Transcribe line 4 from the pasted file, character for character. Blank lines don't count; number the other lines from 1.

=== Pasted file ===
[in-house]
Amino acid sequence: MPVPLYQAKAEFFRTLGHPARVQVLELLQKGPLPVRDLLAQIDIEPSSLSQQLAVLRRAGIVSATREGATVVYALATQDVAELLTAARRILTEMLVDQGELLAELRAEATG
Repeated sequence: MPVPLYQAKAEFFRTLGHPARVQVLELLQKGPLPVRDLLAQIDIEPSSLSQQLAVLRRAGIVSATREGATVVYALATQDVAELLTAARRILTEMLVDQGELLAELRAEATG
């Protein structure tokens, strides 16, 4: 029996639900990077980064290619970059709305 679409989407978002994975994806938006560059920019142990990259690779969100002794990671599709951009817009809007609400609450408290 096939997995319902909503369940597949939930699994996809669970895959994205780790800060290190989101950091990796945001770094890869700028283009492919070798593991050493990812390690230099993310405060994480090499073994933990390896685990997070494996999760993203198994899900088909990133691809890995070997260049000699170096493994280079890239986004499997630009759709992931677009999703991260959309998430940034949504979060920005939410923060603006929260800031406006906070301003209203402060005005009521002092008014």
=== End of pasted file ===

């Protein structure tokens, strides 16, 4: 029996639900990077980064290619970059709305 679409989407978002994975994806938006560059920019142990990259690779969100002794990671599709951009817009809007609400609450408290 096939997995319902909503369940597949939930699994996809669970895959994205780790800060290190989101950091990796945001770094890869700028283009492919070798593991050493990812390690230099993310405060994480090499073994933990390896685990997070494996999760993203198994899900088909990133691809890995070997260049000699170096493994280079890239986004499997630009759709992931677009999703991260959309998430940034949504979060920005939410923060603006929260800031406006906070301003209203402060005005009521002092008014």